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Let me explain this a bit better: I need to design a database that needs to be installed in different locations (which might or not be connected to each other).

My thought was: why don't I use a column in which I put the information about the location (site) as a key and I have another field that contains the ID of the record? For example I need to have a Customers table that has a customer_id and a site_id column.

I know that I cannot create more than one identity columns with autoincrement in a table, though. What I ended up thinking is: is there a way to have only one identity column but related to another column?

For example it would be great if I could have a Customers table like this:

site_id cust_id description
1        1       John Doe
1        2       Joseph White
1        3       Carlos Santana
2        1       Mike Jones
2        2       Carl Johnson

The cust_id must have autoincrement.

Thank you in advance

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You cannot have more than one primary key - but you probably really mean one primary key with two columns in it - right? –  marc_s Mar 25 '13 at 18:16
right Marc. see the sample above... –  user1648502 Mar 26 '13 at 17:55

3 Answers 3

I have a better suggestion: If you just need the numbers on each side to be unique, why not make them so? In your design you need to repeat the value 1 in every single row in the table. This seems quite wasteful to me. Instead, try giving identity ranges:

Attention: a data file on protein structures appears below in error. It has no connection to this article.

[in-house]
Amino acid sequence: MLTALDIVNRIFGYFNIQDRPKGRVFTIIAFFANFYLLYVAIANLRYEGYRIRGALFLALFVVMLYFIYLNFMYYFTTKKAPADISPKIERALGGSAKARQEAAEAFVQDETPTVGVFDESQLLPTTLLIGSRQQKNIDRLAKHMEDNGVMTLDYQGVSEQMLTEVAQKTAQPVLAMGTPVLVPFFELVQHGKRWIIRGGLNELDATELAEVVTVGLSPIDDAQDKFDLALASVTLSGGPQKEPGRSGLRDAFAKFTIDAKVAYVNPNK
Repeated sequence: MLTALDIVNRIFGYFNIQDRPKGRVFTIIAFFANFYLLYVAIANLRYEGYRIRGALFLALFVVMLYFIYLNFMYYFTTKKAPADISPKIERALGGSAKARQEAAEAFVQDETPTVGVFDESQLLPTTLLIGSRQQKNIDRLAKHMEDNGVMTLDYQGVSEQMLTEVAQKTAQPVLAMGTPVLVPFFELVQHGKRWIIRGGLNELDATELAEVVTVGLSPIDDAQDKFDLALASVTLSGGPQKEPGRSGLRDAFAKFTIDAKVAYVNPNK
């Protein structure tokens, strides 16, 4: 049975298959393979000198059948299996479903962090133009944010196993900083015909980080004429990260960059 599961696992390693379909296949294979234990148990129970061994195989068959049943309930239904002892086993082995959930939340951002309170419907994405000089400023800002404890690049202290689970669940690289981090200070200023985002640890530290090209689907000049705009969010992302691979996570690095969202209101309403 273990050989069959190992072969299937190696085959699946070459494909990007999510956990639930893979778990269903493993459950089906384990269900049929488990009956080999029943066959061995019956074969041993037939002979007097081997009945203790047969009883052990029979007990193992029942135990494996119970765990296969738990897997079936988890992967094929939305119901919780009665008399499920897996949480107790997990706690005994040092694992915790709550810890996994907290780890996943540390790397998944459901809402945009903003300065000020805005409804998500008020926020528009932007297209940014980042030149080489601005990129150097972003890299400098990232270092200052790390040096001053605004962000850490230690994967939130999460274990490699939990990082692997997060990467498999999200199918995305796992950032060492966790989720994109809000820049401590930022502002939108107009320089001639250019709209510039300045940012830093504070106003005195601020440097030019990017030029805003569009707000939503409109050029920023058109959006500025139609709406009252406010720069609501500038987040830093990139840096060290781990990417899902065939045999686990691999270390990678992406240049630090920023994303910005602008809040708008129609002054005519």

On site 1:

CREATE TABLE dbo.Customers
  CustomerID BIGINT IDENTITY (1000000000,1)
  , other columns...

On site 2:

CREATE TABLE dbo.Customers
  CustomerID BIGINT IDENTITY (2000000000,1)
  , other columns...

Now not only are you virtually guaranteed to never create a duplicate (unless you create customers at an impressively alarming rate), but you can also immediately tell where a customer was created.

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it's a PITA distributing this solution though... I need to create different DB manually for every site I add... –  user1648502 Mar 26 '13 at 17:58
@user1648502 no you don't. You make a backup of the first version with no data (you can build such a thing with any decent schema/data compare tool), you restore it on the new server, then you run DBCC CHECKIDENT for that server's identity pool. Very easy to automate, too, not a PITA at all. How often will you be doing this? Do you really think it is worse than storing 1, 2, etc. in every single row in the table, and dealing with compound primary keys that have absolutely nothing to do with the data? –  Aaron Bertrand Mar 26 '13 at 18:01

You can create PK on two columns

create table customers (CustomerRegion int not null,
                       CustomerID int identity(1000,1) not null,
                       primary key (CustomerRegion,CustomerID)
share|improve this answer
that is not what I wanted to achieve... the ID autoincrement doesn't depend on the customerRegion. if you do an insert the autoincrement keeps adding no matter what is the region code. I need the identity to start from 1000 (in your example) if the customerRegion is different or new: see my example. thanx anyway. –  user1648502 Mar 26 '13 at 18:04

It sounds like you want a composite primary key (see the MSDN docs here).

It's not a big deal, but it can be a royal pain in the rear later. (It's a hassle to join on multiple primary key fields)

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Agreed. That "extra" column has to come along for the ride on pretty much every query. –  granadaCoder Mar 25 '13 at 17:58

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